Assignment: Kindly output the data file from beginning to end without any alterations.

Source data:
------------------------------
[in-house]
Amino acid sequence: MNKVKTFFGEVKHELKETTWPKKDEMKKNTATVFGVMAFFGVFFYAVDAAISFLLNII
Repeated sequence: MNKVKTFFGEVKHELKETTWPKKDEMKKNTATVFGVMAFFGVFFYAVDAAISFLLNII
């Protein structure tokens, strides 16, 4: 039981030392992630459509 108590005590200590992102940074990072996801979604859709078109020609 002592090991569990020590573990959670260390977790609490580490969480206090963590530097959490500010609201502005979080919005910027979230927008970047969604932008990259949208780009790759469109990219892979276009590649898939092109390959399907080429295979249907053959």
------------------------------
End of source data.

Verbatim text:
[in-house]
Amino acid sequence: MNKVKTFFGEVKHELKETTWPKKDEMKKNTATVFGVMAFFGVFFYAVDAAISFLLNII
Repeated sequence: MNKVKTFFGEVKHELKETTWPKKDEMKKNTATVFGVMAFFGVFFYAVDAAISFLLNII
């Protein structure tokens, strides 16, 4: 039981030392992630459509 108590005590200590992102940074990072996801979604859709078109020609 002592090991569990020590573990959670260390977790609490580490969480206090963590530097959490500010609201502005979080919005910027979230927008970047969604932008990259949208780009790759469109990219892979276009590649898939092109390959399907080429295979249907053959």